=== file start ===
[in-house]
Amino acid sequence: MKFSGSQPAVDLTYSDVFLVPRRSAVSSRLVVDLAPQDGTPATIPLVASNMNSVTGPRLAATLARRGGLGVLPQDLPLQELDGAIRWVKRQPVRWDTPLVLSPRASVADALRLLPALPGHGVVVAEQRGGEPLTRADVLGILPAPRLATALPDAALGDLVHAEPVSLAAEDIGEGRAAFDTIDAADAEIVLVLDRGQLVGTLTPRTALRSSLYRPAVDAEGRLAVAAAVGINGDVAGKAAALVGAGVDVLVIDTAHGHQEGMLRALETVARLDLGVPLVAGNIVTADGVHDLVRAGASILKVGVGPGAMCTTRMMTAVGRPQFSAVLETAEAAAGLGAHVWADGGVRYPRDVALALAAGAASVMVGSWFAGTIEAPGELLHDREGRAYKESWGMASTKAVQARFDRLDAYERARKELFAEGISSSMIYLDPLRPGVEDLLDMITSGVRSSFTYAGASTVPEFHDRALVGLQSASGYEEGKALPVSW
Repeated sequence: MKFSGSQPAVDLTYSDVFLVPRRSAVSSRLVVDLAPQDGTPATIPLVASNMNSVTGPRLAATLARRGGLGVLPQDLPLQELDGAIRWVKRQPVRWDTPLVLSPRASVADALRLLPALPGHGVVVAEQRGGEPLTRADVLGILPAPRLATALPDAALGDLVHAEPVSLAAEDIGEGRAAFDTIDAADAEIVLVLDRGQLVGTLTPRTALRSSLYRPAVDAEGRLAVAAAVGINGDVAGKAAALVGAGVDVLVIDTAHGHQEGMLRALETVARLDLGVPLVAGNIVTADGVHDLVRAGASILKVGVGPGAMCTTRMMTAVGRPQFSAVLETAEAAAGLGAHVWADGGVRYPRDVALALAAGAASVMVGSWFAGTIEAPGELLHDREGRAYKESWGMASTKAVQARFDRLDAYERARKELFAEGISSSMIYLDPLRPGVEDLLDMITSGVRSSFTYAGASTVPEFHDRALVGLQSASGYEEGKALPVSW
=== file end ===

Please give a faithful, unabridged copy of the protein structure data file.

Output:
[in-house]
Amino acid sequence: MKFSGSQPAVDLTYSDVFLVPRRSAVSSRLVVDLAPQDGTPATIPLVASNMNSVTGPRLAATLARRGGLGVLPQDLPLQELDGAIRWVKRQPVRWDTPLVLSPRASVADALRLLPALPGHGVVVAEQRGGEPLTRADVLGILPAPRLATALPDAALGDLVHAEPVSLAAEDIGEGRAAFDTIDAADAEIVLVLDRGQLVGTLTPRTALRSSLYRPAVDAEGRLAVAAAVGINGDVAGKAAALVGAGVDVLVIDTAHGHQEGMLRALETVARLDLGVPLVAGNIVTADGVHDLVRAGASILKVGVGPGAMCTTRMMTAVGRPQFSAVLETAEAAAGLGAHVWADGGVRYPRDVALALAAGAASVMVGSWFAGTIEAPGELLHDREGRAYKESWGMASTKAVQARFDRLDAYERARKELFAEGISSSMIYLDPLRPGVEDLLDMITSGVRSSFTYAGASTVPEFHDRALVGLQSASGYEEGKALPVSW
Repeated sequence: MKFSGSQPAVDLTYSDVFLVPRRSAVSSRLVVDLAPQDGTPATIPLVASNMNSVTGPRLAATLARRGGLGVLPQDLPLQELDGAIRWVKRQPVRWDTPLVLSPRASVADALRLLPALPGHGVVVAEQRGGEPLTRADVLGILPAPRLATALPDAALGDLVHAEPVSLAAEDIGEGRAAFDTIDAADAEIVLVLDRGQLVGTLTPRTALRSSLYRPAVDAEGRLAVAAAVGINGDVAGKAAALVGAGVDVLVIDTAHGHQEGMLRALETVARLDLGVPLVAGNIVTADGVHDLVRAGASILKVGVGPGAMCTTRMMTAVGRPQFSAVLETAEAAAGLGAHVWADGGVRYPRDVALALAAGAASVMVGSWFAGTIEAPGELLHDREGRAYKESWGMASTKAVQARFDRLDAYERARKELFAEGISSSMIYLDPLRPGVEDLLDMITSGVRSSFTYAGASTVPEFHDRALVGLQSASGYEEGKALPVSW